Indirect Pulp Capping Procedure

1003 Words5 Pages

Indirect pulp treatment is the procedure where the carious tissue is removed and a thin layer of caries is left at the deepest sites of the cavity preparation. In the cavity preparation complete caries removal would result in pulp exposure.1 It is important that the lateral walls of the cavity preparation are caries-free for interfacial seal and adequate control of microleakage.1 Indications for indirect pulp capping procedure are on a tooth with no pulpitis or with reversible pulpitis where a thin layer of dentine is left behind to prevent iatrogenic pulpal exposure.2 Reversible pulpitis is associated with discomfort and pain on stimulus such as sweet or cold. The duration of the pain is short. Causes of discomfort may be due to dentinal sensitivity, caries or deep restoration. Dentinal sensitivity is not an inflammatory …show more content…

MTA is composed of tricalcium oxide, tricalcium silicate, dicalcium silicate and tricalcium aluminate. It also contains bismuth oxide for the radiopaque properties. There are two types of MTA which are the grey and the white. The difference between the two is the content of iron, aluminium and magnesium oxides. There is less or total absence of the oxides in the white MTA. MTA is biocompatible, antibacterial, aids in the release of bioactive dentin matrix proteins. In addition, it induces tissue regeneration and mineralization, has superior marginal adaptation and sealing ability, and does not react with other dental materials. The disadvantages of MTA is high solubility, the presence of iron in the grey formulation may discolour the tooth and prolonged setting time.3 The setting time ranges from 2 hours and 20 minutes to 2 hours and 55 minutes.8 Since MTA is hydrophilic, it requires moisture to set which improves the flexural strength of the set cement. MTA in clinical areas include root end filling after apicoectomy, and internal/external root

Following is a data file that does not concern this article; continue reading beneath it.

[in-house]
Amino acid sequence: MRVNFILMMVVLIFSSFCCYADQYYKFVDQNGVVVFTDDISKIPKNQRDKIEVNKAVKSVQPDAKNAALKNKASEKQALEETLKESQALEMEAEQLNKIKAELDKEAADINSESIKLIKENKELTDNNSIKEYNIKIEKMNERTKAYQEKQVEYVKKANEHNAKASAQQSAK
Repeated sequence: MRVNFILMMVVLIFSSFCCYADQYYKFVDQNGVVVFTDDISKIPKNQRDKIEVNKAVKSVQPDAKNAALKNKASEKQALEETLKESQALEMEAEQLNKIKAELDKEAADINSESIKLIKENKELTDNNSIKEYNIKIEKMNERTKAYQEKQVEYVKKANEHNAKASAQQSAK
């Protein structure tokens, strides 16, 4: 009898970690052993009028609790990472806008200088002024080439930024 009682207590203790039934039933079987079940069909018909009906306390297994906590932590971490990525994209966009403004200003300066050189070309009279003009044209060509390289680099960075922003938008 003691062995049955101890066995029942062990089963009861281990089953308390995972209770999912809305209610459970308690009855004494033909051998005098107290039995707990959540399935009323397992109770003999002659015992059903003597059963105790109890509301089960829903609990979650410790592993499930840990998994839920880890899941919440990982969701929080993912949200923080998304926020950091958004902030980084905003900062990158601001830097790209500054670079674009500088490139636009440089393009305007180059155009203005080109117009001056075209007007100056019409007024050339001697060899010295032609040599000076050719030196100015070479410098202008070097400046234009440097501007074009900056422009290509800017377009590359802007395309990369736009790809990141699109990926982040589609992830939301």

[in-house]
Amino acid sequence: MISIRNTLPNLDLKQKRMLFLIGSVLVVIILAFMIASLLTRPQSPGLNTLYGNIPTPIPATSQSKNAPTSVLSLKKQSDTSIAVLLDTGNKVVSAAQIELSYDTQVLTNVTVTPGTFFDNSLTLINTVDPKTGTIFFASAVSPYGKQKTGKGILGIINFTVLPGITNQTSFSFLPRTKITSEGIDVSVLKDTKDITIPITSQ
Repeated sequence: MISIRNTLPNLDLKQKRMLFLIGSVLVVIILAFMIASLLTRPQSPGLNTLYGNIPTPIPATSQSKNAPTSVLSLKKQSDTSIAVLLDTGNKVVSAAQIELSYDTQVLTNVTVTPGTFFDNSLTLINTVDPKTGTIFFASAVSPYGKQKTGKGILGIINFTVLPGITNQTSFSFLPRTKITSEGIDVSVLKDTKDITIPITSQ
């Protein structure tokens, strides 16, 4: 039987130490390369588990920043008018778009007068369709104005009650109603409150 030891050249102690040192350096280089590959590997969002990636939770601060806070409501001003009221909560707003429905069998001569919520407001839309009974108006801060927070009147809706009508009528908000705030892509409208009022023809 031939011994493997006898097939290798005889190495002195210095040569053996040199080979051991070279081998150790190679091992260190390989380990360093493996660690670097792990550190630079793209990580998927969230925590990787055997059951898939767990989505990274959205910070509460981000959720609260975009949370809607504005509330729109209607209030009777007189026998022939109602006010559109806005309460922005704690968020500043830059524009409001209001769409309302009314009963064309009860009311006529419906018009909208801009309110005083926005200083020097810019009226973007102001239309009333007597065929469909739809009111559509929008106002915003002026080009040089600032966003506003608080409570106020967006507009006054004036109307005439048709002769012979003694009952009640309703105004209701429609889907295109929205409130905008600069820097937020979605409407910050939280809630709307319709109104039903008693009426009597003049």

More about Indirect Pulp Capping Procedure

Open Document